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Arpaio warns against revealing details of probes

Maricopa County Sheriff Joe Arpaio answers questions during a news conference to announce his latest crime suppression enforcement patrols in Phoenix. Arizona's sweeping new law mirrors many of the policies Arpaio has put into place in the greater Phoenix area, where he set up a hot line for the public to report immigration violations, conducts crime and immigration sweeps in heavily Latino neighborhoods and frequently raids workplaces for people in the U.S. illegally. (AP Photo/Ross D. Franklin, File)

Maricopa County Sheriff Joe Arpaio answers questions during a news conference to announce his latest crime suppression enforcement patrols in Phoenix. (AP Photo/Ross D. Franklin, File)

Maricopa County Sheriff Joe Arpaio has warned a county prosecutor not to reveal details of criminal probes to a bar association investigator examining unethical conduct allegations against her former boss.

Arpaio said in a letter to prosecutor Vicki Kratovil that if she reveals the contents of his probes on two county supervisors and a judge, he would consider charging her with obstructing an investigation and other crimes.

“There is no excuse for failing to enforce the law, and I will not tolerate anyone revealing information that will put these criminal investigations at risk,” Arpaio said in the letter.

The bar investigation arises from a court ruling that concluded former County Attorney Andrew Thomas, an Arpaio ally and Kratovil’s ex-boss, had prosecuted a county supervisor for political gain and had a conflict of interest in the case. The bar probe is being led by John Gleason, a Colorado lawyer.

Thomas resigned as county attorney in April to run for state attorney general. The Board of Supervisors appointed Rick Romley to fill the spot until voters pick someone to complete the final two years of Thomas’ term.

Romley has responded to Arpaio in a letter, saying there’s no attorney-client privilege between police and prosecutors in investigations as the sheriff claims.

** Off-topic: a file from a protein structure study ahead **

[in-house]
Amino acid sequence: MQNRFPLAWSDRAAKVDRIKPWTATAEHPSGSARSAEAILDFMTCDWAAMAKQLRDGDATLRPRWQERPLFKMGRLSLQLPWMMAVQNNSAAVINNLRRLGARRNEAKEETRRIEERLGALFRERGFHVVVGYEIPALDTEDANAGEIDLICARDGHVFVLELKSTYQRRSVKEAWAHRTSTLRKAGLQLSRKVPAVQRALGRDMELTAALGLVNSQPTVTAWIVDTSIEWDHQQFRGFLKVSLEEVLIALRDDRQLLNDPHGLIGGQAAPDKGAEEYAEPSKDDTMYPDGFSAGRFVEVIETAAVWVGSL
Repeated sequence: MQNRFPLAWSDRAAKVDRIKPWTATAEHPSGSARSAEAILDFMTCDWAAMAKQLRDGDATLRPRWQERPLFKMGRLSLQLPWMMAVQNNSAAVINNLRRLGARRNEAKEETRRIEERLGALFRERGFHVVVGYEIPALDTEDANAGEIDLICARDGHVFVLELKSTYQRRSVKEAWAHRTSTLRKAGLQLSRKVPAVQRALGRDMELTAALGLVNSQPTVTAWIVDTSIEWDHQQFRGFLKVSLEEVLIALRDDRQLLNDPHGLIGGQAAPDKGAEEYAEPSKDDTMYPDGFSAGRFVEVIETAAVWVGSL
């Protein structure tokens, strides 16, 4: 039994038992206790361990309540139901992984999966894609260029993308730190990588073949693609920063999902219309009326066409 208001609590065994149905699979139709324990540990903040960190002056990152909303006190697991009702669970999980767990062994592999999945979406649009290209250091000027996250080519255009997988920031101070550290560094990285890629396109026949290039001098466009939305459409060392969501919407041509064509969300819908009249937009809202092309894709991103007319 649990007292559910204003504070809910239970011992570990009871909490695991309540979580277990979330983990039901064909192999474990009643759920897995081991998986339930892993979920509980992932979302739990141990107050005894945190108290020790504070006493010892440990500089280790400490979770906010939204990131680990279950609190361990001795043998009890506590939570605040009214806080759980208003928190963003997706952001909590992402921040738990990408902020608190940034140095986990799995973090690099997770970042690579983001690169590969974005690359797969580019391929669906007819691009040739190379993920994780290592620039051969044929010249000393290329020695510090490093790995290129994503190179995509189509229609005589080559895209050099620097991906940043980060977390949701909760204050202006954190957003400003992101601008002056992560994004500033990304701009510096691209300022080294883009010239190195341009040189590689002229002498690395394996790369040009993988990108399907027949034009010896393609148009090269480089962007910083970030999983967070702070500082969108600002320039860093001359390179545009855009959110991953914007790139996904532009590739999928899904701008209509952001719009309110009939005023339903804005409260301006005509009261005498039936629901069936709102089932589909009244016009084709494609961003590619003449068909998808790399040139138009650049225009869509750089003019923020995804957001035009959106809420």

Romley said he was going to inform federal prosecutors that the sheriff raised the possibility of criminal charges against Kratovil if she reveals details of the cases.

“This threat is not only inappropriate but is a clear abuse of your authority as sheriff of Maricopa County,” Romley said.

A federal grand jury is already investigating Arpaio and his office for alleged abuses of power.

Barnett Lotstein, a spokesman for Thomas’ campaign, said Romley’s analysis is incorrect, because the power to waive attorney-client privilege rests with Arpaio, not Romley.

“It’s not (Romley’s) privilege. It’s Joe’s privilege,” Lotstein said.

Arpaio and Thomas have been embroiled in a feud for more than a year with county officials. The sheriff and Thomas have said they were trying to root out corruption by making criminal cases against the two county officials and the judge.

County officials say those investigations were baseless.

Criminal charges against the supervisors, Mary Rose Wilcox and Don Stapley, and Superior Court Judge Gary Donahoe were dismissed after a judge ruled that Thomas had a conflict of interest in pressing a case against Wilcox. The investigations of both supervisors have since been turned over to a prosecutor from another county.

Maricopa County Attorney’s office spokesman Bill FitzGerald, U.S. Attorney’s office spokesman Wyn Hornbuckle and Gleason have declined to comment. Arpaio’s office didn’t immediately respond to a request for comment Thursday.

Copyright 2014 The Associated Press. All rights reserved. This material may not be published, broadcast, rewritten, or redistributed.

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